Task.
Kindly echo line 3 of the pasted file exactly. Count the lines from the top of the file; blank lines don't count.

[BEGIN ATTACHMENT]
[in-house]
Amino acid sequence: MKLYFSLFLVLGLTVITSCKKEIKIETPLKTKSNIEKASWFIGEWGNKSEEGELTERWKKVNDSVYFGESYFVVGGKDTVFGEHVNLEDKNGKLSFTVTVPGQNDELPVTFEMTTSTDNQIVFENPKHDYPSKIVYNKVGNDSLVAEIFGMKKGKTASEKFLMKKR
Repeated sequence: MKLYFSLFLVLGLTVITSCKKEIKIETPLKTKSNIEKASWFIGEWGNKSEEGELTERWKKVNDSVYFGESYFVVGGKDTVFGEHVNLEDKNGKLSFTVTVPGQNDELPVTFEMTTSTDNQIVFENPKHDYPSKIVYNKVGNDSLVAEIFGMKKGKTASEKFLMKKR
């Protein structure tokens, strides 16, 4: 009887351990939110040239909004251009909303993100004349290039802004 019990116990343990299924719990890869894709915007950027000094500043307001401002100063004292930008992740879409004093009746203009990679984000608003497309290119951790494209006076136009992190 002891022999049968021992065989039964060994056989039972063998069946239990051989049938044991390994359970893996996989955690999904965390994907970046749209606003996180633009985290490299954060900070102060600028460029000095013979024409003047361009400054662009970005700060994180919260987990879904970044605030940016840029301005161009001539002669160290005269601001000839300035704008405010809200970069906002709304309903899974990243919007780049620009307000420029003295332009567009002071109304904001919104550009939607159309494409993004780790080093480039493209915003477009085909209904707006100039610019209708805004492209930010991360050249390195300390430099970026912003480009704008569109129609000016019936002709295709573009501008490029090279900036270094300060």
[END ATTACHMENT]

Repeated sequence: MKLYFSLFLVLGLTVITSCKKEIKIETPLKTKSNIEKASWFIGEWGNKSEEGELTERWKKVNDSVYFGESYFVVGGKDTVFGEHVNLEDKNGKLSFTVTVPGQNDELPVTFEMTTSTDNQIVFENPKHDYPSKIVYNKVGNDSLVAEIFGMKKGKTASEKFLMKKR